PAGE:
Poland’s conservatives unseated the ruling Civic Platform in an election on Sunday, ending eight years of liberal party rule that saw the country’s economy catch up up with the rest of Europe and its foreign policy increasingly aligned with neighboring Germany.
Despite the Civic Platform’s successful stewardship of the economy, many Poles felt they weren’t sharing in the newfound prosperity.
Poland’s economy has grown almost 50 percent since it joined the European Union in 2004. But Euroskeptic sentiment has been rising, especially since the Civic Platform let in more refugees from the war in Syria earlier this year.
Youth unemployment, at 24 percent, is especially troublesome: more than double the general jobless rate of 9 percent and well above the 15 percent rich-country average.
The right-wing Law and Justice tapped into Poles’ discontent by promising higher taxes on banks and supermarkets to pay for workers’ benefits and protect pensions. It also vowed to double the income tax threshold to help lower incomes make ends meet.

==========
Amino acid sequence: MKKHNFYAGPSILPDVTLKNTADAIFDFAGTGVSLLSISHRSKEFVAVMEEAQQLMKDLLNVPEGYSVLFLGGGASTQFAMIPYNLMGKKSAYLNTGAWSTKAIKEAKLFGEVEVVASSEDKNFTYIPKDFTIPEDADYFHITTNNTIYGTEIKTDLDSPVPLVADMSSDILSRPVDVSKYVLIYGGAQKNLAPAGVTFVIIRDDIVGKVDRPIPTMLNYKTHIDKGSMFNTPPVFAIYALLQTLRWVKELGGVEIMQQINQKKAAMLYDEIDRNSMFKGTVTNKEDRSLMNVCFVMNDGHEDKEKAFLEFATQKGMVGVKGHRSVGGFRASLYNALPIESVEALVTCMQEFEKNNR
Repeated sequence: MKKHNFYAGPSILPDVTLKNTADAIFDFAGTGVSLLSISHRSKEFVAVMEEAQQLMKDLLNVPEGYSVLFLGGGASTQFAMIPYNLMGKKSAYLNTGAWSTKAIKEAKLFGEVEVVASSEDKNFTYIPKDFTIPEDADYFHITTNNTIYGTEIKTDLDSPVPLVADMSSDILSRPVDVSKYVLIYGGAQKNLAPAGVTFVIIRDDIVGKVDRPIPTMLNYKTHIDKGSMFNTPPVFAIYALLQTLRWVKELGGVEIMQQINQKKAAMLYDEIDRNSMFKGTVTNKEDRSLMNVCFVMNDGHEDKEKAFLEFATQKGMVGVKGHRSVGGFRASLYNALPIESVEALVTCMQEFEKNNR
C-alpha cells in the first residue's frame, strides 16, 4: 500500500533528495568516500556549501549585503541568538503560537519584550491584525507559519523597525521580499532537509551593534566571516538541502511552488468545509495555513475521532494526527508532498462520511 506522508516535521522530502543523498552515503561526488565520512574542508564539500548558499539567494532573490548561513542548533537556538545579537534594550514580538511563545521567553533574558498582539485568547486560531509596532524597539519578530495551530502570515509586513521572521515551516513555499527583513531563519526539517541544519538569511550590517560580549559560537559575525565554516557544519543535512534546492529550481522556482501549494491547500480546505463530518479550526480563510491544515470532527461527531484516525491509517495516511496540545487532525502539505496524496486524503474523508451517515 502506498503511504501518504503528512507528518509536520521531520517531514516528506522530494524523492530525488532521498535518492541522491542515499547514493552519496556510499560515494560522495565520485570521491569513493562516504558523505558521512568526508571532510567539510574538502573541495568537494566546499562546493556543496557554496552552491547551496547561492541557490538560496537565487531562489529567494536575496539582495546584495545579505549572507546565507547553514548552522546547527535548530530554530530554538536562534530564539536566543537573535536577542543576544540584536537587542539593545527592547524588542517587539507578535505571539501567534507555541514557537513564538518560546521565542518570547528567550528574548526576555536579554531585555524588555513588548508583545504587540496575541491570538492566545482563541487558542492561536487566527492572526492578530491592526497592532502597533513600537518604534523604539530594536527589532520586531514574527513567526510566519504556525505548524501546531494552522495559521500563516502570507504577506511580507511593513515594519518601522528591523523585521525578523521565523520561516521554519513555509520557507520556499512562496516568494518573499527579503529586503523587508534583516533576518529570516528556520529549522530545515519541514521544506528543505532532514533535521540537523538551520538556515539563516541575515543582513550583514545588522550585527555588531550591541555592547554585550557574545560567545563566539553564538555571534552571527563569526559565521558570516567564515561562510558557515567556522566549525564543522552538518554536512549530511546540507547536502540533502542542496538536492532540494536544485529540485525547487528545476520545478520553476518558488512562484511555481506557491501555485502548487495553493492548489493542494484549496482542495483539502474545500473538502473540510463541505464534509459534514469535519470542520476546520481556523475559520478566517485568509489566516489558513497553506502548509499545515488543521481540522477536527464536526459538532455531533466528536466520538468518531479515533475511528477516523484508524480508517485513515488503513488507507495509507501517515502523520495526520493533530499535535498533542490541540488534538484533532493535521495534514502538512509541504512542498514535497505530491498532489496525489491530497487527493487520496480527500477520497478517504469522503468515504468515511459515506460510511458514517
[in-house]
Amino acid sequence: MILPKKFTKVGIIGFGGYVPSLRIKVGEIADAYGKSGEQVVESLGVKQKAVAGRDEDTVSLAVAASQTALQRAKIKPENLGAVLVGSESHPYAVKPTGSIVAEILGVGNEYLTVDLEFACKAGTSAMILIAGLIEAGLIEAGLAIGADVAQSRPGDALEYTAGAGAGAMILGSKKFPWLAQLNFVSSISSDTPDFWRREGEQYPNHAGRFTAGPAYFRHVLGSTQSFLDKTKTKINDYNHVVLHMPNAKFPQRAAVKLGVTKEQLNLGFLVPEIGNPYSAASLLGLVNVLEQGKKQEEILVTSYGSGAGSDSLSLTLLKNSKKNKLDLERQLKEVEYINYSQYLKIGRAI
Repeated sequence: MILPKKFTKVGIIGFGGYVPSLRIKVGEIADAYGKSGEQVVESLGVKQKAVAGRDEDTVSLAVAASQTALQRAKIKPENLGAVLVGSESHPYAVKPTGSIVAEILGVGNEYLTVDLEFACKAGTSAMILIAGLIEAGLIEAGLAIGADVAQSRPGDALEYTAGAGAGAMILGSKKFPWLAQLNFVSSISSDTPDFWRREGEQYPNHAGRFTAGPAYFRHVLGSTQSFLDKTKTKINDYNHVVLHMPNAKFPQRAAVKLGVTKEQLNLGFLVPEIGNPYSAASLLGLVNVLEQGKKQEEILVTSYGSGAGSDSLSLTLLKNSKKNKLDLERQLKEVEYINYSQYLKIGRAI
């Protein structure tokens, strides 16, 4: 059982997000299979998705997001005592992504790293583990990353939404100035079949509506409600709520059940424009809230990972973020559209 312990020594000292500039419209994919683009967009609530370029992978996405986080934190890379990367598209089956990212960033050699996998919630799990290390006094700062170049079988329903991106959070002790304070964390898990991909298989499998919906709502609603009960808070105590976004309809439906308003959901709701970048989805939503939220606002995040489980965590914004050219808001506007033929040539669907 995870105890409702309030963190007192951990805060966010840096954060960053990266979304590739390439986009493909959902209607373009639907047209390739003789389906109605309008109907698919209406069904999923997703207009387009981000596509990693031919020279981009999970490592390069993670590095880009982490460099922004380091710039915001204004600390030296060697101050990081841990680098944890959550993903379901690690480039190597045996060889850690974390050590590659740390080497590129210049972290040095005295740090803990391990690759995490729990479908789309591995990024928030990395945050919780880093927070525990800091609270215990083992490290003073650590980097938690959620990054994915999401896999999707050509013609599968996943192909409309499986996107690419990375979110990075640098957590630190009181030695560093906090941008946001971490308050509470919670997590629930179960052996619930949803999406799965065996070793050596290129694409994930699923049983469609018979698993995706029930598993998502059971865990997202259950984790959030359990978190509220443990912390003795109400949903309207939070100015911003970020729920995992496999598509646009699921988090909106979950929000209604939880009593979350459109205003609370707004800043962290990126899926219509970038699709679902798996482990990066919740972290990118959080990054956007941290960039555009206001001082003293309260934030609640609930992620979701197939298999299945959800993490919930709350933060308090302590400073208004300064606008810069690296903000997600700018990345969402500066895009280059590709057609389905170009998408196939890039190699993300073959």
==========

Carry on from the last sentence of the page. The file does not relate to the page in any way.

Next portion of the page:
The party’s support for closer relations with the United States instead of Poland’s traditional rival Germany also resonated at a time when Russia is testing the resolve of the NATO alliance in Eastern Europe.
The last Law and Justice government, from 2005 to 2007, was blatantly anti-German. Its head, former prime minister Jarosław Kaczyński, is still the party leader. But he wisely named Beata Szydło, a previously junior lawmaker, to be the right’s prime ministerial candidate. Exit polls suggest she could now form a government without coalition partners.
The Financial Times reported on Friday that while Kaczyński is seen as a defender of conservative values and Polish independence in the mainly Catholic east of the country, “he is despised as a dangerous reactionary by much of the country’s progressive middle class that cast him as an impediment to social reform and greater alignment with western liberal values.”
Kaczyński’s backseat role in the election allowed Law and Justice to expand its regional reach but the results still likely broke down along familiar lines.
As the Atlantic Sentinel reported last month, Law and Justice tends to get most of its support from the poorer and Catholic east of the country that was ruled by Russia before the First World War. Civic Platform, by contrast, does best in the western regions that were once part of the German Empire.
Jan Cienski has argued at Politico that the reason the west is more cosmopolitan and politically centrist is that it was populated after the Second World War by refugees from Polish areas that were incorporated into the Soviet Union. In the east, by contrast, family and local ties stretch back many generations, creating a more homogenous and traditionalist society.